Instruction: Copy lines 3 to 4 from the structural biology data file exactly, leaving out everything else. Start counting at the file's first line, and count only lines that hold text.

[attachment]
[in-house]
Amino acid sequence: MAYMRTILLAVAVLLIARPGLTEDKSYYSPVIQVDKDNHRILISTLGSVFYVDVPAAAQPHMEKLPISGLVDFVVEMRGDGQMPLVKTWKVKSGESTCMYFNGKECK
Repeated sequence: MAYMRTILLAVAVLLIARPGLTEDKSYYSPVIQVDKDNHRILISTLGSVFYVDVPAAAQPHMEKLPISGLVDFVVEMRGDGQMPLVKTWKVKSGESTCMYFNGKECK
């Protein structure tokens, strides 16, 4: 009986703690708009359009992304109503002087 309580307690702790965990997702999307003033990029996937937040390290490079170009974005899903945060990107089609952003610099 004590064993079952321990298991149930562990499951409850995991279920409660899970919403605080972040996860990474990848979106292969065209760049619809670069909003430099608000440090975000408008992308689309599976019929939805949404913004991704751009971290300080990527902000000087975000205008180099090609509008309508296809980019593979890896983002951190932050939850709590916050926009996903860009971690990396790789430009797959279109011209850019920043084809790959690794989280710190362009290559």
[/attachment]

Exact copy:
Repeated sequence: MAYMRTILLAVAVLLIARPGLTEDKSYYSPVIQVDKDNHRILISTLGSVFYVDVPAAAQPHMEKLPISGLVDFVVEMRGDGQMPLVKTWKVKSGESTCMYFNGKECK
């Protein structure tokens, strides 16, 4: 009986703690708009359009992304109503002087 309580307690702790965990997702999307003033990029996937937040390290490079170009974005899903945060990107089609952003610099 004590064993079952321990298991149930562990499951409850995991279920409660899970919403605080972040996860990474990848979106292969065209760049619809670069909003430099608000440090975000408008992308689309599976019929939805949404913004991704751009971290300080990527902000000087975000205008180099090609509008309508296809980019593979890896983002951190932050939850709590916050926009996903860009971690990396790789430009797959279109011209850019920043084809790959690794989280710190362009290559």